A stronger argument to support the adoption of FET as a default IVF protocol is the potential for higher pregnancy rates. A systematic review and meta-analysis of three randomized controlled trials, including 633 women, assessed clinical and ongoing CPRS and abortion rates after effect and fresh embryo transfer. The overall conclusion is that FET leads to an increase in cardiopulmonary resuscitation and a persistent pregnancy rate with no difference in abortion rates.
It is important to interpret these data with vigilance. It remains to be seen whether these findings apply to women with poorer prognostic outcomes. However, a preliminary study was conducted for women over 35 years of age, and it appears that these findings may prove to be in “poor prognosticate” populations.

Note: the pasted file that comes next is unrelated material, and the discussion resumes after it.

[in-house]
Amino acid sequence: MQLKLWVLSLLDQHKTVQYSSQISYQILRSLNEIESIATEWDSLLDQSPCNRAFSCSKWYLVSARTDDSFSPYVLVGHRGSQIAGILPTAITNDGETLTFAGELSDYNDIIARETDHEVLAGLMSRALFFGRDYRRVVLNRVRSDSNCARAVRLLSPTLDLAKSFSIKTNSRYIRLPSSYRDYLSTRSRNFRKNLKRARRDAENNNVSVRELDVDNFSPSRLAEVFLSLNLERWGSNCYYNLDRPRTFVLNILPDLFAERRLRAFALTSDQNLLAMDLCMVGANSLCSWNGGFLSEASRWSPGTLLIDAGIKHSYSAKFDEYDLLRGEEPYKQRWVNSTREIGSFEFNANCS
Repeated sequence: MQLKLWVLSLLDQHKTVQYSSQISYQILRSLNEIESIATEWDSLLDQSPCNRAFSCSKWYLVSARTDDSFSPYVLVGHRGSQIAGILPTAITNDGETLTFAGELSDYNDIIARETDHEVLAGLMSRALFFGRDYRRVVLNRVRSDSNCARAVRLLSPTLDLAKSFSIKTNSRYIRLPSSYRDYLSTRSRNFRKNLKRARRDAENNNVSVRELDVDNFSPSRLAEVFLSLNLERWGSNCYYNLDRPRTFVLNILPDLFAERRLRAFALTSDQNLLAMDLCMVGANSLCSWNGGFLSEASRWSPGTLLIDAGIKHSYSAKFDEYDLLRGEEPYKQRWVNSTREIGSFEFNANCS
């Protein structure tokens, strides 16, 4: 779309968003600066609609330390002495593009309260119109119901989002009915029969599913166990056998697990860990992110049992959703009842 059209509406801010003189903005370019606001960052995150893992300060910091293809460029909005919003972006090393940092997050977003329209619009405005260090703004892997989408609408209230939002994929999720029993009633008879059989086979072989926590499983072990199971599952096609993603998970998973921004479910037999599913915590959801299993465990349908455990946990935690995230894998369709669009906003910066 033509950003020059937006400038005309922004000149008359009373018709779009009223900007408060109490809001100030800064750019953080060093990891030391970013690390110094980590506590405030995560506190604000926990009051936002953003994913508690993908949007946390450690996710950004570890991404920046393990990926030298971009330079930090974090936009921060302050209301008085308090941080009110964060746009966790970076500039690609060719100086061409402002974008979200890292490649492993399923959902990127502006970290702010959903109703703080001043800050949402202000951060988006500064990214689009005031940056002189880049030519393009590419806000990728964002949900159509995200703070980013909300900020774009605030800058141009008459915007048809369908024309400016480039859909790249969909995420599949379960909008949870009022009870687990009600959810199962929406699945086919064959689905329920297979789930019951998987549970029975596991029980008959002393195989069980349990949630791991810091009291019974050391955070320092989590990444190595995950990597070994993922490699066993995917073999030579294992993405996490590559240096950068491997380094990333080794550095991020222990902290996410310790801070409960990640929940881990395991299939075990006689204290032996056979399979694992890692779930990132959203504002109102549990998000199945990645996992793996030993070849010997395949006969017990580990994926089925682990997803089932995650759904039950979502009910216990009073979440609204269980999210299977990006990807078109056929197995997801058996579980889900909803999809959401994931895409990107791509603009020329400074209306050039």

In addition, it did not report the live-birth rate, although a meta-analysis found that conclusions based on the clinical efficacy of pregnancy or live births as a terminal. It will certainly be more reassuring to find that the cumulative living rate retrieved from one oocyte is equal. Finally, in the absence of health economic data, the cost implications of these two strategies (fresh or frozen transfers) remain unclear.